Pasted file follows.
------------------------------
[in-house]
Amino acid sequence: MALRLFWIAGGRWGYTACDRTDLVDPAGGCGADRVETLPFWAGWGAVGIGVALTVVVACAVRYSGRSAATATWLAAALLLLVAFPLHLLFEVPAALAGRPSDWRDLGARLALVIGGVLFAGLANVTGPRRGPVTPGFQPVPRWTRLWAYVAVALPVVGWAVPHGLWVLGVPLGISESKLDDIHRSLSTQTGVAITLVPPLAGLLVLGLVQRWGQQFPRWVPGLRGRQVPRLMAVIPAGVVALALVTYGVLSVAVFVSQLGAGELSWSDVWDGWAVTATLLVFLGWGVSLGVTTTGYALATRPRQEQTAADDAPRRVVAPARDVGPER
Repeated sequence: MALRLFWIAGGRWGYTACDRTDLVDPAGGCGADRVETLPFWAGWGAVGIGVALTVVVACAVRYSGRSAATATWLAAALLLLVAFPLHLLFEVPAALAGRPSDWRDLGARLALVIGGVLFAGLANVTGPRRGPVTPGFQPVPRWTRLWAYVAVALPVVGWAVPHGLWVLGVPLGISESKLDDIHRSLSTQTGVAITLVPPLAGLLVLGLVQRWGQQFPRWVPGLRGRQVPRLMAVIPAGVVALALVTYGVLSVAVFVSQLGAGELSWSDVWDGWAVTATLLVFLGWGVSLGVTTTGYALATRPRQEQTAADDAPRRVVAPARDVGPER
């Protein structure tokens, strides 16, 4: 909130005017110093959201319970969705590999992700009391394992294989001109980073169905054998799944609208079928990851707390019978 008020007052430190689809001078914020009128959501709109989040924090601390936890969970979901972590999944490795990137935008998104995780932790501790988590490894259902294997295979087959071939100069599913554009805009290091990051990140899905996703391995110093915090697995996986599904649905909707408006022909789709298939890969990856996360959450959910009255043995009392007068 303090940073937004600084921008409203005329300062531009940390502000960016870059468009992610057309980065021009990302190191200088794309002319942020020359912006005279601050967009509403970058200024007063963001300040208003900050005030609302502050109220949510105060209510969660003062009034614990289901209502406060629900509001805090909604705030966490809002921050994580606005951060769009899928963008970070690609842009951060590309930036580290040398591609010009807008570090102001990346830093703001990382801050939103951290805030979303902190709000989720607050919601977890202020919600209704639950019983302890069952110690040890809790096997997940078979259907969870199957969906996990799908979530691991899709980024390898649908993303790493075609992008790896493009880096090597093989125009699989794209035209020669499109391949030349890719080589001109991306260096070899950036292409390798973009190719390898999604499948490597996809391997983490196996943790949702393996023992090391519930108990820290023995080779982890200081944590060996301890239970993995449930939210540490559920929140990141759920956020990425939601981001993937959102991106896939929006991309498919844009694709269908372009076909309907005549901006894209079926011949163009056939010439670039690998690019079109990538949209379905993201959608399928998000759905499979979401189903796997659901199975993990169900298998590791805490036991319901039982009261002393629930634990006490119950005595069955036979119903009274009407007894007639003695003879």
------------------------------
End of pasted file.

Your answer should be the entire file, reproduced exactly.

[in-house]
Amino acid sequence: MALRLFWIAGGRWGYTACDRTDLVDPAGGCGADRVETLPFWAGWGAVGIGVALTVVVACAVRYSGRSAATATWLAAALLLLVAFPLHLLFEVPAALAGRPSDWRDLGARLALVIGGVLFAGLANVTGPRRGPVTPGFQPVPRWTRLWAYVAVALPVVGWAVPHGLWVLGVPLGISESKLDDIHRSLSTQTGVAITLVPPLAGLLVLGLVQRWGQQFPRWVPGLRGRQVPRLMAVIPAGVVALALVTYGVLSVAVFVSQLGAGELSWSDVWDGWAVTATLLVFLGWGVSLGVTTTGYALATRPRQEQTAADDAPRRVVAPARDVGPER
Repeated sequence: MALRLFWIAGGRWGYTACDRTDLVDPAGGCGADRVETLPFWAGWGAVGIGVALTVVVACAVRYSGRSAATATWLAAALLLLVAFPLHLLFEVPAALAGRPSDWRDLGARLALVIGGVLFAGLANVTGPRRGPVTPGFQPVPRWTRLWAYVAVALPVVGWAVPHGLWVLGVPLGISESKLDDIHRSLSTQTGVAITLVPPLAGLLVLGLVQRWGQQFPRWVPGLRGRQVPRLMAVIPAGVVALALVTYGVLSVAVFVSQLGAGELSWSDVWDGWAVTATLLVFLGWGVSLGVTTTGYALATRPRQEQTAADDAPRRVVAPARDVGPER
């Protein structure tokens, strides 16, 4: 909130005017110093959201319970969705590999992700009391394992294989001109980073169905054998799944609208079928990851707390019978 008020007052430190689809001078914020009128959501709109989040924090601390936890969970979901972590999944490795990137935008998104995780932790501790988590490894259902294997295979087959071939100069599913554009805009290091990051990140899905996703391995110093915090697995996986599904649905909707408006022909789709298939890969990856996360959450959910009255043995009392007068 303090940073937004600084921008409203005329300062531009940390502000960016870059468009992610057309980065021009990302190191200088794309002319942020020359912006005279601050967009509403970058200024007063963001300040208003900050005030609302502050109220949510105060209510969660003062009034614990289901209502406060629900509001805090909604705030966490809002921050994580606005951060769009899928963008970070690609842009951060590309930036580290040398591609010009807008570090102001990346830093703001990382801050939103951290805030979303902190709000989720607050919601977890202020919600209704639950019983302890069952110690040890809790096997997940078979259907969870199957969906996990799908979530691991899709980024390898649908993303790493075609992008790896493009880096090597093989125009699989794209035209020669499109391949030349890719080589001109991306260096070899950036292409390798973009190719390898999604499948490597996809391997983490196996943790949702393996023992090391519930108990820290023995080779982890200081944590060996301890239970993995449930939210540490559920929140990141759920956020990425939601981001993937959102991106896939929006991309498919844009694709269908372009076909309907005549901006894209079926011949163009056939010439670039690998690019079109990538949209379905993201959608399928998000759905499979979401189903796997659901199975993990169900298998590791805490036991319901039982009261002393629930634990006490119950005595069955036979119903009274009407007894007639003695003879």